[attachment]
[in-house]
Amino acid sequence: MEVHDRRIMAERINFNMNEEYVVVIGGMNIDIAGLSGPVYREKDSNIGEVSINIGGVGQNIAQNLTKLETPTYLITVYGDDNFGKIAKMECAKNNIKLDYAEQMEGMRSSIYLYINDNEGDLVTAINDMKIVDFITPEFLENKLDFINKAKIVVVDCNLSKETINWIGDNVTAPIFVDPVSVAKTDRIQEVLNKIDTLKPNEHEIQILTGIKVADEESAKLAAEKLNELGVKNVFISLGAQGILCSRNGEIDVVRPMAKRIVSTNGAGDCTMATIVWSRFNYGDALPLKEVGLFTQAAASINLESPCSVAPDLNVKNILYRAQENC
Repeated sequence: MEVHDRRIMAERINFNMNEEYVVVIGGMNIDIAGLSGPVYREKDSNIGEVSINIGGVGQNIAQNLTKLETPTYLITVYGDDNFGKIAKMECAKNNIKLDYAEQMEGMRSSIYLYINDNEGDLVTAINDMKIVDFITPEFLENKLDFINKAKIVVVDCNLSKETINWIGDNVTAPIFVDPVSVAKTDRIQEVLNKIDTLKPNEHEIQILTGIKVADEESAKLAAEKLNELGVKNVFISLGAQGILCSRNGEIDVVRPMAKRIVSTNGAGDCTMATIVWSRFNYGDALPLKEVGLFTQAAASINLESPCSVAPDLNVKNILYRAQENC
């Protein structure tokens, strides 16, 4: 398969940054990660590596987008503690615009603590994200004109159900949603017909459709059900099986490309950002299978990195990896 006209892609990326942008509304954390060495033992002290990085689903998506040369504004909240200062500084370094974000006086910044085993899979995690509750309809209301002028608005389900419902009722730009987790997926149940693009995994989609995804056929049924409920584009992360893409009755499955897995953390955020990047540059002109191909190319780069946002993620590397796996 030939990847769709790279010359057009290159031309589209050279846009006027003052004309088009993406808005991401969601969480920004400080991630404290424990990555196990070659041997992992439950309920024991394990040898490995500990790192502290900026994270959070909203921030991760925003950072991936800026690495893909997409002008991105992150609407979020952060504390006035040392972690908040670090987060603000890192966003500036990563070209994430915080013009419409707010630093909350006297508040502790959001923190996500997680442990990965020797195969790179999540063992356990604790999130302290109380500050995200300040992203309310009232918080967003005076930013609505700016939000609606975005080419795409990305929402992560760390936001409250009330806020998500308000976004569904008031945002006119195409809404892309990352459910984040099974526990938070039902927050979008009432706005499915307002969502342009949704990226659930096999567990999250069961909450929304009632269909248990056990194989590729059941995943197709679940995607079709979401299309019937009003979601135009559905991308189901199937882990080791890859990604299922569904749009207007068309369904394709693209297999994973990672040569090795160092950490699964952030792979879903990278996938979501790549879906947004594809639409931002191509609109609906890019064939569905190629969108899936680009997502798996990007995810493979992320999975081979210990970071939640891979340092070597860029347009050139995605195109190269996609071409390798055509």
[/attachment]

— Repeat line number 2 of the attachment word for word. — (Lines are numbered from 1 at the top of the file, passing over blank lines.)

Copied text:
Amino acid sequence: MEVHDRRIMAERINFNMNEEYVVVIGGMNIDIAGLSGPVYREKDSNIGEVSINIGGVGQNIAQNLTKLETPTYLITVYGDDNFGKIAKMECAKNNIKLDYAEQMEGMRSSIYLYINDNEGDLVTAINDMKIVDFITPEFLENKLDFINKAKIVVVDCNLSKETINWIGDNVTAPIFVDPVSVAKTDRIQEVLNKIDTLKPNEHEIQILTGIKVADEESAKLAAEKLNELGVKNVFISLGAQGILCSRNGEIDVVRPMAKRIVSTNGAGDCTMATIVWSRFNYGDALPLKEVGLFTQAAASINLESPCSVAPDLNVKNILYRAQENC